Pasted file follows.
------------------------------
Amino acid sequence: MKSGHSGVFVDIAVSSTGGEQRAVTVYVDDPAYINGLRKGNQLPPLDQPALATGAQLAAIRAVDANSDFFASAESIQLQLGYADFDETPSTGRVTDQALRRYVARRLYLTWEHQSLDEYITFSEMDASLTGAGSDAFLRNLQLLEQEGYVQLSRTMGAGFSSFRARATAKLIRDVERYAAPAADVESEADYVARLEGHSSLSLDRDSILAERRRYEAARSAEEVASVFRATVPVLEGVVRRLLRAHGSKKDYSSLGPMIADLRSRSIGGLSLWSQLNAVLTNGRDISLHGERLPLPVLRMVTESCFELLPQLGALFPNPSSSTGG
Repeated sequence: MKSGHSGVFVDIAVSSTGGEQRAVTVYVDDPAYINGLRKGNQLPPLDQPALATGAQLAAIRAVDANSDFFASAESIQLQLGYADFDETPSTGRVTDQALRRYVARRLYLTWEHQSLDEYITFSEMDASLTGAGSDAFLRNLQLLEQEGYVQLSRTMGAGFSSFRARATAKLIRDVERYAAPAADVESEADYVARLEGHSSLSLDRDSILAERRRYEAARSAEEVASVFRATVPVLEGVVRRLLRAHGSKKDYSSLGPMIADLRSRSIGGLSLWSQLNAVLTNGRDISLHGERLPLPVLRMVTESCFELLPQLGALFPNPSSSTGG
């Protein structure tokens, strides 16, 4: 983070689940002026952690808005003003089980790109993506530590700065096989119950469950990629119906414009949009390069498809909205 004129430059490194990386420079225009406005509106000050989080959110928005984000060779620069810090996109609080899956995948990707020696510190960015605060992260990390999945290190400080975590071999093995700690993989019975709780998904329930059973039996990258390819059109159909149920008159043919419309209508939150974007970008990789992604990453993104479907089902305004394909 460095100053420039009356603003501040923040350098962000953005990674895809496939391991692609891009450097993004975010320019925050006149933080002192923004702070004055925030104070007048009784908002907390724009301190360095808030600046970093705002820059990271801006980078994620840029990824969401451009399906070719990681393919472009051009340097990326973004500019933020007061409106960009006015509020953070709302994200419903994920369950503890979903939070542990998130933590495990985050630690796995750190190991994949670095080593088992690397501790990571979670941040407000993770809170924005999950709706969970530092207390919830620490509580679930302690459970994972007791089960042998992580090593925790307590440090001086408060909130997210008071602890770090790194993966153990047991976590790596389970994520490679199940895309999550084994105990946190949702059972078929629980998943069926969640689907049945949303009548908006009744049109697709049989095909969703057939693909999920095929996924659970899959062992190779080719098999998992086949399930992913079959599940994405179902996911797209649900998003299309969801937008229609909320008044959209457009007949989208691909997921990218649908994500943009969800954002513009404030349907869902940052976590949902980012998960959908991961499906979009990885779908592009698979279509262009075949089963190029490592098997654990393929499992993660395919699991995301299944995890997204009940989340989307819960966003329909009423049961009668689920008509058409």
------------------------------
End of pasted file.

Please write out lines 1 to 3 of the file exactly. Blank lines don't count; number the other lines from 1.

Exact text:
Amino acid sequence: MKSGHSGVFVDIAVSSTGGEQRAVTVYVDDPAYINGLRKGNQLPPLDQPALATGAQLAAIRAVDANSDFFASAESIQLQLGYADFDETPSTGRVTDQALRRYVARRLYLTWEHQSLDEYITFSEMDASLTGAGSDAFLRNLQLLEQEGYVQLSRTMGAGFSSFRARATAKLIRDVERYAAPAADVESEADYVARLEGHSSLSLDRDSILAERRRYEAARSAEEVASVFRATVPVLEGVVRRLLRAHGSKKDYSSLGPMIADLRSRSIGGLSLWSQLNAVLTNGRDISLHGERLPLPVLRMVTESCFELLPQLGALFPNPSSSTGG
Repeated sequence: MKSGHSGVFVDIAVSSTGGEQRAVTVYVDDPAYINGLRKGNQLPPLDQPALATGAQLAAIRAVDANSDFFASAESIQLQLGYADFDETPSTGRVTDQALRRYVARRLYLTWEHQSLDEYITFSEMDASLTGAGSDAFLRNLQLLEQEGYVQLSRTMGAGFSSFRARATAKLIRDVERYAAPAADVESEADYVARLEGHSSLSLDRDSILAERRRYEAARSAEEVASVFRATVPVLEGVVRRLLRAHGSKKDYSSLGPMIADLRSRSIGGLSLWSQLNAVLTNGRDISLHGERLPLPVLRMVTESCFELLPQLGALFPNPSSSTGG
């Protein structure tokens, strides 16, 4: 983070689940002026952690808005003003089980790109993506530590700065096989119950469950990629119906414009949009390069498809909205 004129430059490194990386420079225009406005509106000050989080959110928005984000060779620069810090996109609080899956995948990707020696510190960015605060992260990390999945290190400080975590071999093995700690993989019975709780998904329930059973039996990258390819059109159909149920008159043919419309209508939150974007970008990789992604990453993104479907089902305004394909 460095100053420039009356603003501040923040350098962000953005990674895809496939391991692609891009450097993004975010320019925050006149933080002192923004702070004055925030104070007048009784908002907390724009301190360095808030600046970093705002820059990271801006980078994620840029990824969401451009399906070719990681393919472009051009340097990326973004500019933020007061409106960009006015509020953070709302994200419903994920369950503890979903939070542990998130933590495990985050630690796995750190190991994949670095080593088992690397501790990571979670941040407000993770809170924005999950709706969970530092207390919830620490509580679930302690459970994972007791089960042998992580090593925790307590440090001086408060909130997210008071602890770090790194993966153990047991976590790596389970994520490679199940895309999550084994105990946190949702059972078929629980998943069926969640689907049945949303009548908006009744049109697709049989095909969703057939693909999920095929996924659970899959062992190779080719098999998992086949399930992913079959599940994405179902996911797209649900998003299309969801937008229609909320008044959209457009007949989208691909997921990218649908994500943009969800954002513009404030349907869902940052976590949902980012998960959908991961499906979009990885779908592009698979279509262009075949089963190029490592098997654990393929499992993660395919699991995301299944995890997204009940989340989307819960966003329909009423049961009668689920008509058409």